4 Simple Steps for Small Businesses to File Their Federal Income Taxes 

One of the biggest responsibilities for business and corporations, regardless, is ensuring compliance when filing their income tax report. Since failing to do so, either by mistake or intentionally, can have severe consequences on any company, we need to make sure we are submitting our information accurately and in a timely matter. This might feel more difficult for small businesses for many different reasons, as they may not have enough experience or an assigned tax advisor to guide them. That’s why we have summarized four simple steps for small businesses to file their federal income taxes in an easy and efficient way.  

The very first step of the process must be gathering all our records, making sure we have every paper and every receipt that we need in order to accurately document our business expenses and earnings. In order to make this step even easier, we should consider using an expense-tracking software or keeping the record on a spreadsheet. This would allow us to have a digital backup of our receipts in case we need one, and we might also be able to import our information directly to our income tax report.  

Once we have put together all our expense and earnings information, we need to find the right form for our business, which will change depending on how we are operating our businesses. Many small businesses are run as a sole proprietorship, so they are able to report their income taxes by attaching a Schedule C form to their personal taxes. The IRS would also allow you to use Schedule C if you run your business as an LLC and you are the only owner. In the case that you ran your business as a corporation or you treated your LLC as one, then you would also need to file your taxes filling a separate Form 1120.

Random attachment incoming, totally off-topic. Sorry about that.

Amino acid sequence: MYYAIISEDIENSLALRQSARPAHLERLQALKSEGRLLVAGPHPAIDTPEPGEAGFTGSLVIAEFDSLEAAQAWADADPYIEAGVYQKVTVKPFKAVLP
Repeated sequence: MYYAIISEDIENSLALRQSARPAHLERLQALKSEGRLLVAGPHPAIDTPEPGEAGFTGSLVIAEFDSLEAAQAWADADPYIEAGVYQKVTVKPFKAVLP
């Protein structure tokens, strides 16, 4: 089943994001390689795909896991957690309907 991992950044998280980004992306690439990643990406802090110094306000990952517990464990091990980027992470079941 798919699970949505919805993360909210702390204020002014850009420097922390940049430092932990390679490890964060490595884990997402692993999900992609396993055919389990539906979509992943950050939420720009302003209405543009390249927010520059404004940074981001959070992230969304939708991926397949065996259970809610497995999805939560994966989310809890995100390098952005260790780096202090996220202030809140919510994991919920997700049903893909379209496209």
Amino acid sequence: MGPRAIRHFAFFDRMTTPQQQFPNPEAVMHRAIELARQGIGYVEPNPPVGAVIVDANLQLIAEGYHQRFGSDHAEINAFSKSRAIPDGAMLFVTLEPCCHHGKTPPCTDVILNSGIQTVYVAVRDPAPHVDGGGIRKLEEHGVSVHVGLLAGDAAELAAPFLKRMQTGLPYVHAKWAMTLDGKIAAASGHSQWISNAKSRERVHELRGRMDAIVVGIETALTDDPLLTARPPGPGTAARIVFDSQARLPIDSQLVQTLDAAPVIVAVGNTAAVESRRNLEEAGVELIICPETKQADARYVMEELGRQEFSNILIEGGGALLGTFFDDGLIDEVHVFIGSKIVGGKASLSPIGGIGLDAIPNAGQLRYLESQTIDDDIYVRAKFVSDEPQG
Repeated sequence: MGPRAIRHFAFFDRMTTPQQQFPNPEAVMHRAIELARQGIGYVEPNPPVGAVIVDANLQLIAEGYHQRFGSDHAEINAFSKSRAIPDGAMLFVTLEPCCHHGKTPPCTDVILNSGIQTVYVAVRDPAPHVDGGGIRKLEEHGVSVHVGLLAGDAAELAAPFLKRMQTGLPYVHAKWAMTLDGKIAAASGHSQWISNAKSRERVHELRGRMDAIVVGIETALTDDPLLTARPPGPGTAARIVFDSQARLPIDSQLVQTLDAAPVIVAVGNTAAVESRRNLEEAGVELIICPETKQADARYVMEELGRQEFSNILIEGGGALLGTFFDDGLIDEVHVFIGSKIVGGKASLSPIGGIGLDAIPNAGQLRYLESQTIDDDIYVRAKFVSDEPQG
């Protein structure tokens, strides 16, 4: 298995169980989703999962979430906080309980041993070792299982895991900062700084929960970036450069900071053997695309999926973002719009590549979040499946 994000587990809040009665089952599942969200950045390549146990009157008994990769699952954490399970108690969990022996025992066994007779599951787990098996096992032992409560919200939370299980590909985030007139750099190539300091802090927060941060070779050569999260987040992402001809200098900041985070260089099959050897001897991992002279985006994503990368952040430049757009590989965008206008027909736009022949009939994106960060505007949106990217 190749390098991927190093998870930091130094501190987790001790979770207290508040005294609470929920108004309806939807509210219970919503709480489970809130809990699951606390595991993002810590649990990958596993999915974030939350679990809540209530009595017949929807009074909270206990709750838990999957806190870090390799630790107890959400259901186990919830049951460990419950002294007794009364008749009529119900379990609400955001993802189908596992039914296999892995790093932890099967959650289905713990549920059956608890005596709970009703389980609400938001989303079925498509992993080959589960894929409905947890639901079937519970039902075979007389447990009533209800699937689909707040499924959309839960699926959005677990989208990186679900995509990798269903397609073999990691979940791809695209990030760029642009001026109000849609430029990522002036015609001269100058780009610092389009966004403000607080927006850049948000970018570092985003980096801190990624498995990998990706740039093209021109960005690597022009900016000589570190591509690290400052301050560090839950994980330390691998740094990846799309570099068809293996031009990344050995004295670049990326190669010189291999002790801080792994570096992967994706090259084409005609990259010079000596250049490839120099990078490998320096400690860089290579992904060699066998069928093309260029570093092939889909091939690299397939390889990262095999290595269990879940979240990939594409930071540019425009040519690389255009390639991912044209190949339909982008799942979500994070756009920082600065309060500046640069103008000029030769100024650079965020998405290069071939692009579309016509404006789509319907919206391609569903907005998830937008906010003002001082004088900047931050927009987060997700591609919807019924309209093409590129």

After finding the right form for our business, we can move onto filling out the information required. If we are going to be filing Schedule C, we shouldn’t worry much, as it is a two-pages long form which lists all the possible expenses and deductions our business can claim. Form 1120 is quite similar, but this form requires more detailed information that might not always apply to small businesses. Besides, this form must be separate from your personal taxes, unlike Schedule C. 

Every business owner must pay a lot of attention to the different tax deadlines that might apply for their companies, depending on the organization structure and the tax form they will be submitting. Since Schedule C is part of the regular Form 1040 for personal taxes, the April deadline would not change. C-Corporations filling Form 1120 need to file their taxes on the 15th of the fourth month after the tax year closes, which would be April. S-Corporations filing Form 1120S need to submit their taxes on the 15th of the third month after the tax year closes, which would be March.  

If you want to know more about the different steps for small businesses to file their federal income, don’t hesitate and get in touch with us. We will be glad to give you all the assistance and guidance you and your company need.